A Different Kind of "Influencer" - Saudi Arabia's Influence on Oil
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A Different Kind of “Influencer” – Saudi Arabia’s Influence on Oil

by | published January 19th, 2019

I’ve recently been introduced to a new word, one that spawned from the Age of the Internet, not to mention the age of (at least in my view) egoism.

This word is “Influencer.”

I admit, although I do try to keep track of the various technological advances online like Twitter, Facebook, and YouTube, the mysteries and intricacies of Instagram were lost on me.

Well, I’ve recently been schooled in the ways of the social media “Influencer.”

So called because they can “influence” the business of a particular company by advertising for it on their pages.

Apparently.

Disregarding my personal stance on social media, I can tell you that when I learned what this word meant, something other than modeling came to my mind.

One country in particular, in fact.

Saudi Arabia, the de facto leader of OPEC.

For all intents and purposes, Saudi Arabia is the “Influencer” of the oil world.

Despite the fact that the U.S. is now the largest oil producer in the world – regardless of the Saudis’ claim to the biggest oil field in the world – Saudi Arabia has the ultimate influence over the price of oil.

Think about it this way.

The last time Saudi Arabia wanted to influence the price of oil to their benefit, it plummeted down when they wanted it to go down, then back up when they wanted it to go up.

In other words, Mohammed bin Salman (MbS), the Crown Prince of Saudi Arabia, can do whatever he fancies to the price of oil and it will bow to his will.

And these days, his “Influencer” status is reaching new heights…

Panic! in the Market

As readers of Oil & Energy Investor will know, the price of oil has been highly volatile in recent months.

Back in October 2018, we saw the biggest drop in oil prices since 2015, and the market reacted accordingly.

And by that I mean it panicked.

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Most market pundits were convinced we were about to experience the “silver bullet” that would end oil.

But I can tell you that that’s certainly not the case.

As of this writing, the price of oil is hovering around $60 a barrel – far ahead of the $47 we were seeing just last week.

And there’s every indication that this trend will continue.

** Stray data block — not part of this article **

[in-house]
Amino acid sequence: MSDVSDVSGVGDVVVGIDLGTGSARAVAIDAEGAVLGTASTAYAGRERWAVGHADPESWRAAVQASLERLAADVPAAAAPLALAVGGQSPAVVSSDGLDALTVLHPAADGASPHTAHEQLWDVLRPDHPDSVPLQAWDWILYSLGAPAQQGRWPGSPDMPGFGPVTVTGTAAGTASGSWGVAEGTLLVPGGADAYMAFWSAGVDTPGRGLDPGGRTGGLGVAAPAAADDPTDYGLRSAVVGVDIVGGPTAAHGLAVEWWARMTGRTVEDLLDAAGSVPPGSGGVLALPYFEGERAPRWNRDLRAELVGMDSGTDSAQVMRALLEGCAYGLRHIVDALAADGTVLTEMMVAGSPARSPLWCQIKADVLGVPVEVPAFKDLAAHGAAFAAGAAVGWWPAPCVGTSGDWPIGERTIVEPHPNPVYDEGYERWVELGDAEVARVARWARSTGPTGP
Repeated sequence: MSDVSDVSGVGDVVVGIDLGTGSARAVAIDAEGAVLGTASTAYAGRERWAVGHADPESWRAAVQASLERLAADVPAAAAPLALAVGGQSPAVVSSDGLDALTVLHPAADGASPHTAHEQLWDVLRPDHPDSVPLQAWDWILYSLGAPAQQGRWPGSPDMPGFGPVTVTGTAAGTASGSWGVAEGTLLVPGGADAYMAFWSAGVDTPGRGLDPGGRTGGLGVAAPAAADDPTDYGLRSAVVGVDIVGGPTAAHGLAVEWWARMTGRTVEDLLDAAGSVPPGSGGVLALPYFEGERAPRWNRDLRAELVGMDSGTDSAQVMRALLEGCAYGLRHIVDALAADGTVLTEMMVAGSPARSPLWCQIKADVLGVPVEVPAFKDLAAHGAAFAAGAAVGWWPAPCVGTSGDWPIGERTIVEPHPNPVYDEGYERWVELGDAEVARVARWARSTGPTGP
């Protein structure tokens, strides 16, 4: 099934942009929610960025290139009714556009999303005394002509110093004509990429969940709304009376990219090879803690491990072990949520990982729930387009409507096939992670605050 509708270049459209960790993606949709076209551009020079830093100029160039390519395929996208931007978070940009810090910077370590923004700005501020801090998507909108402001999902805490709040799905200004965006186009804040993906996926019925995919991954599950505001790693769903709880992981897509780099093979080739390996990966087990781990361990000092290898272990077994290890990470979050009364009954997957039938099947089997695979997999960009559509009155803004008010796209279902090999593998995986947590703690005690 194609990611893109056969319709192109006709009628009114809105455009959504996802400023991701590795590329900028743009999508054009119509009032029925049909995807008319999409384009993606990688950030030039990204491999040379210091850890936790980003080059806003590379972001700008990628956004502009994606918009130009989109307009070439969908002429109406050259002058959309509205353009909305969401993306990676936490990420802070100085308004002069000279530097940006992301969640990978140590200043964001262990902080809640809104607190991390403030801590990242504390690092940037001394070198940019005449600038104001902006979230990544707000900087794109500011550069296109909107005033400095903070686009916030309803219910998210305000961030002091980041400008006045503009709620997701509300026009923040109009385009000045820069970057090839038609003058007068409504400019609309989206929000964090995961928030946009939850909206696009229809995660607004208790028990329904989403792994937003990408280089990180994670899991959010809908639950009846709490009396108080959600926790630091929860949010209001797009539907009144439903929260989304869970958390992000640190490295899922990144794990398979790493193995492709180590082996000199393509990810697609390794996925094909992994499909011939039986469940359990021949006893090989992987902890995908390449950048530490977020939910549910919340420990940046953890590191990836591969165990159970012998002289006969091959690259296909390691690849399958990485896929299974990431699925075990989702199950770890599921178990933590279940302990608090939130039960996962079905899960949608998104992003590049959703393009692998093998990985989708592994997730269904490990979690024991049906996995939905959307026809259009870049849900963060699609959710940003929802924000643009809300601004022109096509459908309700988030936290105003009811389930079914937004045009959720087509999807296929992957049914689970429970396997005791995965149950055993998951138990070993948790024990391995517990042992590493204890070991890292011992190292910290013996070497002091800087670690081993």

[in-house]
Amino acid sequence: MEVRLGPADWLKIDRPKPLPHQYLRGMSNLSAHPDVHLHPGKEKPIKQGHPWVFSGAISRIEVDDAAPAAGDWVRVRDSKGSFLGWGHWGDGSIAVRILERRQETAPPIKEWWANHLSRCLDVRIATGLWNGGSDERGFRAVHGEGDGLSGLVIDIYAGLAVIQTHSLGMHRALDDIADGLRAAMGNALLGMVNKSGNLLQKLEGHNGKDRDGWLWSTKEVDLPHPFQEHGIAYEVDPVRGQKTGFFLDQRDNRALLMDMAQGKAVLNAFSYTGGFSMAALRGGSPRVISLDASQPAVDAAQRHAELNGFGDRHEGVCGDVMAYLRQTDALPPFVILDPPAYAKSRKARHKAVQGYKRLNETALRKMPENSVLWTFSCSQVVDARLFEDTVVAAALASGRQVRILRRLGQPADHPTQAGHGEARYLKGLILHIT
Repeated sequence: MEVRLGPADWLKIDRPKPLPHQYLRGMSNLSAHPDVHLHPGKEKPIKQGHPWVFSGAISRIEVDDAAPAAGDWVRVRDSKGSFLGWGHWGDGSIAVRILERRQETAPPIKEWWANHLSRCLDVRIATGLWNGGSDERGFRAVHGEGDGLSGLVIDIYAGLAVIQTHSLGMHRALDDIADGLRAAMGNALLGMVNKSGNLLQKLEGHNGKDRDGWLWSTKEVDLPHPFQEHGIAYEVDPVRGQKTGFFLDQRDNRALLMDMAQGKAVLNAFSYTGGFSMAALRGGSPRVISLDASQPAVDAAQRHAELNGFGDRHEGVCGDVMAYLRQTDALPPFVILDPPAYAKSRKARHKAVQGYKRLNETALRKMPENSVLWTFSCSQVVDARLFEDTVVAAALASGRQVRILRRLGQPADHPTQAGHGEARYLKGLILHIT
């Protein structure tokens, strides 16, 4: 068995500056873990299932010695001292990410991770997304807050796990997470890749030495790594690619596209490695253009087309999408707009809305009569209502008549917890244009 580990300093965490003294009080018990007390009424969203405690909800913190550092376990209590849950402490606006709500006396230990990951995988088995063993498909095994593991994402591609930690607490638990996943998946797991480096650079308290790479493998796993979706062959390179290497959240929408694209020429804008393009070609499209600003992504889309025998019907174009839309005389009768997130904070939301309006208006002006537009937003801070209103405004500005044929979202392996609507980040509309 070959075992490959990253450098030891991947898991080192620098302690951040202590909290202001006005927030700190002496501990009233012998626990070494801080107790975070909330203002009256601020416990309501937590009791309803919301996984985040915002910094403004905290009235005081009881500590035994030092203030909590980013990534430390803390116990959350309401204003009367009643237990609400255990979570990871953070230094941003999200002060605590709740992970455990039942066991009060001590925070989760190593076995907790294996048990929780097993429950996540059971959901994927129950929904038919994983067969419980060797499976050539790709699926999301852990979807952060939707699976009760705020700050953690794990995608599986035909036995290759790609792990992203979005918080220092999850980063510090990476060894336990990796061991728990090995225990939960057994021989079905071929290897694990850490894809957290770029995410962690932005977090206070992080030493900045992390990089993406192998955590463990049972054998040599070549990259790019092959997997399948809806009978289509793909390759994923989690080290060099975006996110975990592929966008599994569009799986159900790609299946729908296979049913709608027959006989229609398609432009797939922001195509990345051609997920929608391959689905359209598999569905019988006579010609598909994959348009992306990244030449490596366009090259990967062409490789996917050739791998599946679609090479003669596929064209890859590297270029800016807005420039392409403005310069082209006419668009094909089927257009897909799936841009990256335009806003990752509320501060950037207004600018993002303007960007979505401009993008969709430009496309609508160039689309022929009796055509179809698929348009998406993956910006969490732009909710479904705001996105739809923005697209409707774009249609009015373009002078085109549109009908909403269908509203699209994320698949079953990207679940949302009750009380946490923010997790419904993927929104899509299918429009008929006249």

Which brings me back to Saudi Arabia.

The “Talking Heads” Were Wrong

The concern of a global shortfall in oil as U.S. sanctions on Iran went into effect took over the market in the last three months or so of 2018.

Leading to some overcompensation in supply from the Russians and the Saudis when the sanctions failed to result in the expected undersupply.

An eleventh-hour exemption of the sanctions from the White House was the cause of that – the eight main importers of Iranian crude were provided a 180-day exemption from the sanctions.

Which led to Iran continuing to export most of its oil into what then became a heavily oversupplied global market.

The market became the most oversold I’ve seen in my entire 40-year career in the industry.

However, the tides are beginning to turn.

It has been reported that the Saudis are planning to cut its crude exports to approximately 7.1 million barrels a day – down from 7.9 million barrels a day in November – by the end of the month.

This is after the country cut its oil production in December.

According to OPEC officials, this is a blatant move to lift prices to above $80 a barrel.

And I have no doubt that they’ll manage this price change.

Especially since this Middle Eastern oil country desperately needs to maneuver its economy away from its primary source of income for the last several decades. It may not seem so, but the Saudis are heavily in debt, after spending more than it had for years.

It plans to more than triple its non-oil revenue by next year.

And to get the funds to do this, oil prices need to be higher.

Well, what Saudi Arabia wants in the world of oil, Saudi Arabia gets.

This, of course, could lead to some significant upside moving forward, particularly in oil investments.

Not just in oil, either.

The oil market tends to influence other sectors in energy, including this one, which is fast becoming one of the biggest and most important.

In fact, there could be a huge opportunity just around the corner, as the price of natural gas tends to go up in tandem with oil.

And regular folks – not just the high risers like Warren Buffet or Jeff Bezos – could take advantage of this too.

Folks like you.

If you’d like to learn more about this huge opportunity, just click here.

Sincerely,


Kent

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